Fifty industry representatives have signed on to a task force created to address interoperability issues related to a plethora of form factors and connectivity issues for PCIe solid-state drives (SSDs).
The Solid State Storage Initiative (SSSI) PCIe SSD Task Force, which is being organised under the Storage Networking Industry Association (SNIA), will deal with current standards, any standards gaps that need to be filled and end user concerns over interoperability between products.
Solid-state storage devices come in so many shapes and sizes that the electrical signal standards and OS drivers can vary from manufacturer to manufacturer. Unlike SAS and SATA interconnects, which only increase in speed with each new generation of product, PCIe is a good fit for SSDs, as it allows the interface speed to be increased quickly by adding PCIe lanes, according to Paul Wassenberg, chair of SNIA's SSSI.
But not every SSD or systems manufacturer is speaking the same language when it comes to PCIe, Wassenberg said.
For example, standard SAS and SATA drives plug into a south gate on an Intel motherboard. If you plug that gate into a PCIe bus, it doesn't automatically show up as a mass storage drive on the computer system. A software driver is required for the operating system to recognise the PCIe SSD as a mass storage device, according to Eden Kim, chair of SNIA's Solid State Storage Initiative's technical group.
In addition, in array environments where multiple drives are used for higher capacity and data resiliency, PCIe SSDs do not act the same way as SAS or SATA drives. For example, they cannot be swapped out without disrupting the system. And, in consumer computers, laptops and desktops, there is no easy way to gain access to PCIe cards, Kim said.
"That's a motherboard layout issue," Kim said. "So now you can have a cable coming from your card in the PCI slot on the motherboard to your drive bay that allows you to plug in a PCIe 2.5-in form factor SSD. That's the Micron product."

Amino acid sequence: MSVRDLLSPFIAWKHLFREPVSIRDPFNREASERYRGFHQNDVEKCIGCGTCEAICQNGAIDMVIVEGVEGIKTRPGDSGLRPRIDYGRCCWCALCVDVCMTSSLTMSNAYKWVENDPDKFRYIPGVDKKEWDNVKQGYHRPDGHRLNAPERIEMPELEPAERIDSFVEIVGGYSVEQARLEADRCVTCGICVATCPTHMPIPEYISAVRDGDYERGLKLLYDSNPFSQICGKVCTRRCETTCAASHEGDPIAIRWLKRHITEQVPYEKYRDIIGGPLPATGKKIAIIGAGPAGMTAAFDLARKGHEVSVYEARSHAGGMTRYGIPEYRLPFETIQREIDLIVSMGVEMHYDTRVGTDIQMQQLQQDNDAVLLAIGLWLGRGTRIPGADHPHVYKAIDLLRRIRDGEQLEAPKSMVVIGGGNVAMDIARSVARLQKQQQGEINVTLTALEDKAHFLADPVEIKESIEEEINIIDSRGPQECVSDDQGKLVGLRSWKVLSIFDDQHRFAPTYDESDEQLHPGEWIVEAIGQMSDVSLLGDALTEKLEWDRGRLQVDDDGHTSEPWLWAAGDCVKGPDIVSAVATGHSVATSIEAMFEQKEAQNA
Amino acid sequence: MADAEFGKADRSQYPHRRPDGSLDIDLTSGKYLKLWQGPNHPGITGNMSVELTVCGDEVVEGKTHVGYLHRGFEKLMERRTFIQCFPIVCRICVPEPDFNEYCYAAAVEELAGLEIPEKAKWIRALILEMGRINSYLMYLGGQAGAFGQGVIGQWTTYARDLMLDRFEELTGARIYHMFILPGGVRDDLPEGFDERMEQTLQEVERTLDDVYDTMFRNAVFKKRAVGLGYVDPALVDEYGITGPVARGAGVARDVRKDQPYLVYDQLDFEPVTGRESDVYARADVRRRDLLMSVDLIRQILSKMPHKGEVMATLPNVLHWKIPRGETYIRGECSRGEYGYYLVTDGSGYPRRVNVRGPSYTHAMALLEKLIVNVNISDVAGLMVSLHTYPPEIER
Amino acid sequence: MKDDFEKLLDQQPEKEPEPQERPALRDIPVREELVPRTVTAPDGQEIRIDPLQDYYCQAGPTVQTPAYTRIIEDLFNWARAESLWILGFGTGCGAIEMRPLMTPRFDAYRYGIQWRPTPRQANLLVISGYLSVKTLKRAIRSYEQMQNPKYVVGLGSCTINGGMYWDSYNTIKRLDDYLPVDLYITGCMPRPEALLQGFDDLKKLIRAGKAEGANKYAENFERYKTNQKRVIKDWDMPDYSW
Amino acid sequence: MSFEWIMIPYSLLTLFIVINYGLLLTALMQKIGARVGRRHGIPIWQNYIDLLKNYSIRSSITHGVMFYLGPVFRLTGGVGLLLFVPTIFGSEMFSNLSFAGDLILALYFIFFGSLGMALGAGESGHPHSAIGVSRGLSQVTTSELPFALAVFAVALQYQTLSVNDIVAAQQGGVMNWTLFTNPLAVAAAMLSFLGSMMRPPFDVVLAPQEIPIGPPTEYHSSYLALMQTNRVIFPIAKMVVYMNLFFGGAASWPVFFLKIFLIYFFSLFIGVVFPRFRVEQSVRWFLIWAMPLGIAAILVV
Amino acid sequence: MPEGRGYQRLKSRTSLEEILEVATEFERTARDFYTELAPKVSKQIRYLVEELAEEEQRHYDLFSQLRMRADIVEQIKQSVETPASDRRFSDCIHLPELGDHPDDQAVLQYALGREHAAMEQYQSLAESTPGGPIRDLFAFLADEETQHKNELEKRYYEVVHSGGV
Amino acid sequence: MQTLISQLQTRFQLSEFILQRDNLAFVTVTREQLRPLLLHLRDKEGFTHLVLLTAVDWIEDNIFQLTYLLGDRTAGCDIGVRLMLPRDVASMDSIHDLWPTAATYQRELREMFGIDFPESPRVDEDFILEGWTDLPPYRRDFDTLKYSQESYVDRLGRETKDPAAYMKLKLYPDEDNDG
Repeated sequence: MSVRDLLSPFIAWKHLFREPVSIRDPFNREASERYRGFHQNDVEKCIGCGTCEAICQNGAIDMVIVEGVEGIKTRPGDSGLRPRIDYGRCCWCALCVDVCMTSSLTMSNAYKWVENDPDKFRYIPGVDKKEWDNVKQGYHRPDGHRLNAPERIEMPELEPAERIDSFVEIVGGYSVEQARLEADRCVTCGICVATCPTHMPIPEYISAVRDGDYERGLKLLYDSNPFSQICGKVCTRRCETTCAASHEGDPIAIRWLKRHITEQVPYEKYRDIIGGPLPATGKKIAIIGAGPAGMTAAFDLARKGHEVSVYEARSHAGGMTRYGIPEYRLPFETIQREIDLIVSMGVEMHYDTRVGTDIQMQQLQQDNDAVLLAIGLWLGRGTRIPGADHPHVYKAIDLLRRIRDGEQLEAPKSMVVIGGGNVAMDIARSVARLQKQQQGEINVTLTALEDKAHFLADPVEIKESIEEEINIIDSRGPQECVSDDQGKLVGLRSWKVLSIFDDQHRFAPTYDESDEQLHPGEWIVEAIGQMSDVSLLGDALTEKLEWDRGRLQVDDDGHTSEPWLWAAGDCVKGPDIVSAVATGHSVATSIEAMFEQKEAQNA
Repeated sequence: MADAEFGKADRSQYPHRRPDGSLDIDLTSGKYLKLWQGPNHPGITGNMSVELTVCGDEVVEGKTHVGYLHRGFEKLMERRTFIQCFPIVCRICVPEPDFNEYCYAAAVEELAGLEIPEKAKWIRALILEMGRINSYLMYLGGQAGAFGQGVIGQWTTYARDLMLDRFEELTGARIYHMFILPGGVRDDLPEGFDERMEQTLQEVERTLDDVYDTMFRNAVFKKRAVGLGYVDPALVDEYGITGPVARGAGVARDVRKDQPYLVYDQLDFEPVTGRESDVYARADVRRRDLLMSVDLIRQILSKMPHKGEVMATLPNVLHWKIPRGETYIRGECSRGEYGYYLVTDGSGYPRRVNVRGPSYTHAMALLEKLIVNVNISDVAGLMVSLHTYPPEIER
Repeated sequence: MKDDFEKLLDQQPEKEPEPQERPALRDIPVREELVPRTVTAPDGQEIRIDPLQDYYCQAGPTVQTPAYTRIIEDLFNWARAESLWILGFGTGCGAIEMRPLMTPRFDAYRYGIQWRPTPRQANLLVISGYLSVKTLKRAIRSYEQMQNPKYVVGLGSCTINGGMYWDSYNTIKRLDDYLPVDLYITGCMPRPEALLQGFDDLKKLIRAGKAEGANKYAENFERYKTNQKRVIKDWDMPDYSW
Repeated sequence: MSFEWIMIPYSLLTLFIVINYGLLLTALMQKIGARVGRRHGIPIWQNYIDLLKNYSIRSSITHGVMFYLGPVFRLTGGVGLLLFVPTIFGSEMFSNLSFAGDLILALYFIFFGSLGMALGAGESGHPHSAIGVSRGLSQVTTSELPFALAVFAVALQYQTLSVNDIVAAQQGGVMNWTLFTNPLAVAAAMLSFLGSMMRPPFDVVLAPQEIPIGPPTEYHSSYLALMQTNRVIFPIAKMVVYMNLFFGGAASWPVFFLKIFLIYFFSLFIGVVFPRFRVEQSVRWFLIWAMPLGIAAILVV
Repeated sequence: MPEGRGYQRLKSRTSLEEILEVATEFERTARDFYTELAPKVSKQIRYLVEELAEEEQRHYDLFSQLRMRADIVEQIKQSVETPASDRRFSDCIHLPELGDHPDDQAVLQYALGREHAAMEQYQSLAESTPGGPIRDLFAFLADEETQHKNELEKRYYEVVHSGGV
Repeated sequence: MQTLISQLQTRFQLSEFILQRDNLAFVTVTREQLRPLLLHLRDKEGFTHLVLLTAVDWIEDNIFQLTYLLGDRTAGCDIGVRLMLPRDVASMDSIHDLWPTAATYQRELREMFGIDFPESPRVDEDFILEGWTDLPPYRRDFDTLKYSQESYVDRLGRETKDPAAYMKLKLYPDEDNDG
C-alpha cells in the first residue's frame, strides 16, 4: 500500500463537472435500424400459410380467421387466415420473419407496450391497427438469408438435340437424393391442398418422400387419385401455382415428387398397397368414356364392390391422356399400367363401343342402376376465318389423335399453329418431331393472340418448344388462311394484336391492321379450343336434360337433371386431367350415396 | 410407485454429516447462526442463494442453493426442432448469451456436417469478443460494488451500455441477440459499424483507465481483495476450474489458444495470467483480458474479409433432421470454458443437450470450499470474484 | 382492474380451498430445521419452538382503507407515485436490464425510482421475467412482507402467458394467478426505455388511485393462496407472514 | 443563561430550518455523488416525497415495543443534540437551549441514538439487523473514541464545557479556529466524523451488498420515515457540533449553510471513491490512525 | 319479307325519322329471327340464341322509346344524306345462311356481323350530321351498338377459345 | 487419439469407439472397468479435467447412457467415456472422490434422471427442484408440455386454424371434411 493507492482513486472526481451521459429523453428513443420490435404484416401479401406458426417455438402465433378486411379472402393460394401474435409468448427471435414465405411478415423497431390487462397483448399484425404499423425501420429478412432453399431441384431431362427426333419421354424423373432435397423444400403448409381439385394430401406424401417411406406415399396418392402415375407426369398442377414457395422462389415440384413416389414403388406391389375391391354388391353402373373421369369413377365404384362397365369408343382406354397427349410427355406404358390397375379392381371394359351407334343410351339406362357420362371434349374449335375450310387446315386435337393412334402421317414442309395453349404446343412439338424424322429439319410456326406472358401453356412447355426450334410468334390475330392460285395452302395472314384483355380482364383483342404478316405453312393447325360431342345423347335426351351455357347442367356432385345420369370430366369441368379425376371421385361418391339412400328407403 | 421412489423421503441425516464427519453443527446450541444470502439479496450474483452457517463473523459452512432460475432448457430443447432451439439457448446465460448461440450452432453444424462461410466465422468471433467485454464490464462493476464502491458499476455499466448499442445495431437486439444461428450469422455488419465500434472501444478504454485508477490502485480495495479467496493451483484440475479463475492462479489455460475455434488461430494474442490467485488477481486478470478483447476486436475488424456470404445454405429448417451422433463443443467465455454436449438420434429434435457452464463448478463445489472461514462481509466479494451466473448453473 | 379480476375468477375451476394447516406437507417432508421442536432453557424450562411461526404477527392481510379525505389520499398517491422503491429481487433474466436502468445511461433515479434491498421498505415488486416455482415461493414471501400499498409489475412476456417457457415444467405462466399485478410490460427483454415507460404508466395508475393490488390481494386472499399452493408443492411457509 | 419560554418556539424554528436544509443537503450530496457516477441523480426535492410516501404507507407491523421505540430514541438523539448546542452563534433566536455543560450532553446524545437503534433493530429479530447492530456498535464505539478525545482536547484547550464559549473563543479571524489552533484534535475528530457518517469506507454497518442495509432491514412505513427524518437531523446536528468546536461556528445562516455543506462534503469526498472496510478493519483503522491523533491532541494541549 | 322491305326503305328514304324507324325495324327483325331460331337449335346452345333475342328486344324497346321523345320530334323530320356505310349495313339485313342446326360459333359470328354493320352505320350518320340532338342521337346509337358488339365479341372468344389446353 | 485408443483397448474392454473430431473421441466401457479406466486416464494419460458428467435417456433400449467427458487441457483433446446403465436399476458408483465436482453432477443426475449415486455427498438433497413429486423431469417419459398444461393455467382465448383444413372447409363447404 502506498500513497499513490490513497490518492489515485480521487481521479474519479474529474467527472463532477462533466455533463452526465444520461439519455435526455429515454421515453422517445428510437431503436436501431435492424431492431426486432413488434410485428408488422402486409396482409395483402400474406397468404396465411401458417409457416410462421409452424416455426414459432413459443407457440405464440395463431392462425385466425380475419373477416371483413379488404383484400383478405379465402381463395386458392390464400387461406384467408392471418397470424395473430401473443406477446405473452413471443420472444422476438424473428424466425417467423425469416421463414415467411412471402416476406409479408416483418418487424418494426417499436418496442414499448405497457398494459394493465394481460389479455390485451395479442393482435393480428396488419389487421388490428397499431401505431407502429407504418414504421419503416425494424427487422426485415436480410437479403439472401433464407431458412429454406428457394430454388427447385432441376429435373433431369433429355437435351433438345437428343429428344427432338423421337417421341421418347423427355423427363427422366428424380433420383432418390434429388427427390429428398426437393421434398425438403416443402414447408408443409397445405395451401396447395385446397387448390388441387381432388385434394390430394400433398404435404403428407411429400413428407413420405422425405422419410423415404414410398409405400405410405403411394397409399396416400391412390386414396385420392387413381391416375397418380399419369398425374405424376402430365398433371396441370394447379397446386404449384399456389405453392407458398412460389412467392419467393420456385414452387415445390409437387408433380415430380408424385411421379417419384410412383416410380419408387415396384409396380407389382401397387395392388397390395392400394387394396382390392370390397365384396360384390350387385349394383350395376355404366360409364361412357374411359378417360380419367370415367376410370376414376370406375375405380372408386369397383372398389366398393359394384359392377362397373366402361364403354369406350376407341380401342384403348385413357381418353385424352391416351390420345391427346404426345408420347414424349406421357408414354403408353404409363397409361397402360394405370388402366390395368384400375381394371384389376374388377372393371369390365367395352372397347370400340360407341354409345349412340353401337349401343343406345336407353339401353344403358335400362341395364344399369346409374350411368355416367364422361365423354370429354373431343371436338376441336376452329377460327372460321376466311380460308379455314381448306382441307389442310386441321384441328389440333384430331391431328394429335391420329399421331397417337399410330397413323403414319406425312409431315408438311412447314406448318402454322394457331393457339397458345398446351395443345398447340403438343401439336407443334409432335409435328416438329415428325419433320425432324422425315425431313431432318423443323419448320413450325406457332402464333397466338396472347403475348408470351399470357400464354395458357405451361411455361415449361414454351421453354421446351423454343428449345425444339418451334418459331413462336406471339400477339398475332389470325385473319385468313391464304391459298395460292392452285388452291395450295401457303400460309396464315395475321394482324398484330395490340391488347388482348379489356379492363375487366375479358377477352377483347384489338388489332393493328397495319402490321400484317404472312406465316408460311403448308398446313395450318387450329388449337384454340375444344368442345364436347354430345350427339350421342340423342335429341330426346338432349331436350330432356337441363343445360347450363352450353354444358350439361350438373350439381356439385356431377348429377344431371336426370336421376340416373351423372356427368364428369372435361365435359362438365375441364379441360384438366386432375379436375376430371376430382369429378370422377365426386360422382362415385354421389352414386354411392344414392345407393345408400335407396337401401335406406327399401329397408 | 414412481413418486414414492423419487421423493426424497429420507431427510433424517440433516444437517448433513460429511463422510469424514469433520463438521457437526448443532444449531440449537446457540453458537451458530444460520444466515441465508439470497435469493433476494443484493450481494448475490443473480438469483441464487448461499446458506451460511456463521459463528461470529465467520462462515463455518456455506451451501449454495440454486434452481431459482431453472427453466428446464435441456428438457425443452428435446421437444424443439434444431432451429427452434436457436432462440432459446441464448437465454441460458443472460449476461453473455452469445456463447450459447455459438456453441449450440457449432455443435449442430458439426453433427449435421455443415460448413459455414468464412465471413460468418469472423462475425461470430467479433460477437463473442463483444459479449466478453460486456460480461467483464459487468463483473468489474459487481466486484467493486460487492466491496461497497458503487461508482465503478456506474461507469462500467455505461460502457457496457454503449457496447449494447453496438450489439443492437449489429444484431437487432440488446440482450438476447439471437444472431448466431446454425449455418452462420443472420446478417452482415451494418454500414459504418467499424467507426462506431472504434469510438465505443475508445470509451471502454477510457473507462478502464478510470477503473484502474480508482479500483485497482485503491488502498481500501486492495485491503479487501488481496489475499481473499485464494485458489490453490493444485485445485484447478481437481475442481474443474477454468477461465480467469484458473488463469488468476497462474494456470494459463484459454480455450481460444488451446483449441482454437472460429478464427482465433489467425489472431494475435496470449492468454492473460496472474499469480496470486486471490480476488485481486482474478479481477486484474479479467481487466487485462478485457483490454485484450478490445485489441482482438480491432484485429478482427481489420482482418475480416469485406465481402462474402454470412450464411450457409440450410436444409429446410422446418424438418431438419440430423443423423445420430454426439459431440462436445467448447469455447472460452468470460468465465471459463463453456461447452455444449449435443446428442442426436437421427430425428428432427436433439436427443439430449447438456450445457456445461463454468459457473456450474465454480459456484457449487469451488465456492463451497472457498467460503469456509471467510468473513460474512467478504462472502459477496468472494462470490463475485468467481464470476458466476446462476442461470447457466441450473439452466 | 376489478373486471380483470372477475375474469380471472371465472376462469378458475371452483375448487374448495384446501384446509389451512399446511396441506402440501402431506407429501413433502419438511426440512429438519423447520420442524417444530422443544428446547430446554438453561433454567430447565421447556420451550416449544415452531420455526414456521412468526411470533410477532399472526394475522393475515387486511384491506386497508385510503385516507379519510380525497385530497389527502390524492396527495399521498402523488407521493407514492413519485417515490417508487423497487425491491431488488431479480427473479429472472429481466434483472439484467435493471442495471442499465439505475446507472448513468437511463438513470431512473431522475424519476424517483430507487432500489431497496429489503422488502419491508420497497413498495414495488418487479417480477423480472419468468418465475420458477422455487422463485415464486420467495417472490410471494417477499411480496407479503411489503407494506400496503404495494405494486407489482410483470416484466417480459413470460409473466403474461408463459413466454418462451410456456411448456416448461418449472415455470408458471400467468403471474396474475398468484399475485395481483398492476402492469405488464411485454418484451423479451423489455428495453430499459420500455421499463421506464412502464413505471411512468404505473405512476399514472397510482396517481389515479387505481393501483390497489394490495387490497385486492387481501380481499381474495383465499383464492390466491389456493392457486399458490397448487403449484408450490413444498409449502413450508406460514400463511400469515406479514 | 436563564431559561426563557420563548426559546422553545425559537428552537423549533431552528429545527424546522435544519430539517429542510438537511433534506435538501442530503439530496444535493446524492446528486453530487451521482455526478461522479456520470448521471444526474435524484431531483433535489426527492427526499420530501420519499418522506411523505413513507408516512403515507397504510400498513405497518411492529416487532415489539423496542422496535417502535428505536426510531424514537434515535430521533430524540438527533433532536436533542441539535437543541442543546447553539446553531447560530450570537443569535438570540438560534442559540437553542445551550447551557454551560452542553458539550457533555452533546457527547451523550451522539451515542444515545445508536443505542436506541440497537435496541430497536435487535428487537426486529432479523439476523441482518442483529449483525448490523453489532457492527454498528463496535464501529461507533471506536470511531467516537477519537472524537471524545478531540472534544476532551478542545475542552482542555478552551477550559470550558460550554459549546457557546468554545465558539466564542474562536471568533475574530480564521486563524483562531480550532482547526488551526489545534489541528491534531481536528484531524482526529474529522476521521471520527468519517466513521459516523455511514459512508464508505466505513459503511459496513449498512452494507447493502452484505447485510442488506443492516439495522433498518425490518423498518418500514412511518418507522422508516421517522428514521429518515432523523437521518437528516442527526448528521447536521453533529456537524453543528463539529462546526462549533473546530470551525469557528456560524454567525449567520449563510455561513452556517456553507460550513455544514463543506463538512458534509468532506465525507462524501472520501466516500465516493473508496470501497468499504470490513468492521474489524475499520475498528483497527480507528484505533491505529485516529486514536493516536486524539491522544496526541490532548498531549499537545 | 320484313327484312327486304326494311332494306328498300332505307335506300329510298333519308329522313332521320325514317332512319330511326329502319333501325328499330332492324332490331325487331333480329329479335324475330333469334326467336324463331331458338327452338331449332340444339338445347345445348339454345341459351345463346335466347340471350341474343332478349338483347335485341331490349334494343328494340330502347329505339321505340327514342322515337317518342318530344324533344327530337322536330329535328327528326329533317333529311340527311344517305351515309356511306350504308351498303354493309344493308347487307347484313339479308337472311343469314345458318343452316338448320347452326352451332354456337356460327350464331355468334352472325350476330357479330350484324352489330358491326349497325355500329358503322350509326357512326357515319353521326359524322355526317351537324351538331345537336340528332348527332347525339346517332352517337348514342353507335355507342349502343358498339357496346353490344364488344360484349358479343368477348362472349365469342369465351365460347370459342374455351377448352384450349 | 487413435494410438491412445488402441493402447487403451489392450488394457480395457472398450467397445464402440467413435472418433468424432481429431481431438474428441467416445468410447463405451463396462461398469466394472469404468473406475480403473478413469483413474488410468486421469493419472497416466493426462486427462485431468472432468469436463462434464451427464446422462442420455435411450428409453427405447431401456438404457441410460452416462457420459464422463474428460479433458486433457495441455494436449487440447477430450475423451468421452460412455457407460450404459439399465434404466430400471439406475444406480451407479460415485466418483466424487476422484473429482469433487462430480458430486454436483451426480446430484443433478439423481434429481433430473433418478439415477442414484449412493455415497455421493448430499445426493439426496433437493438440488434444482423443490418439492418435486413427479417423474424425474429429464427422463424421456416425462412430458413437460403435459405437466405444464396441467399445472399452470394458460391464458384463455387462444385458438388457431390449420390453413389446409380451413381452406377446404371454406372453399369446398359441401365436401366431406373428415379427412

Currently, the SSSI recognises three categories of PCIe devices: low-end SSDs for tablets, laptops and desktops that may use one or two PCIe lanes, small PCIe cards that use four lanes and full-height cards that use eight lanes.
"This is about getting the nomenclature set so that people can talk and don't have a Tower of Babel," Kim said. "It's more about organising what's out there into cognitive blocks, and providing guidance to the SSD marketplace on PCIe SSDs. This can take the form of educational materials, best practices documents and SNIA standards."
For example, there are already a number of standards groups focused on SSD electrical signalling, including NVMHCI, SATA Express and the Proposed PCI class code assignment for SOP.
The task force will hold its first meeting April 9 and meet on a bi-weekly basis after that. It is structured as an open industry forum for the first 90 days, and thereafter as a SSSI committee. No NDA is required and thus no confidential information is expected to be shared among task force members.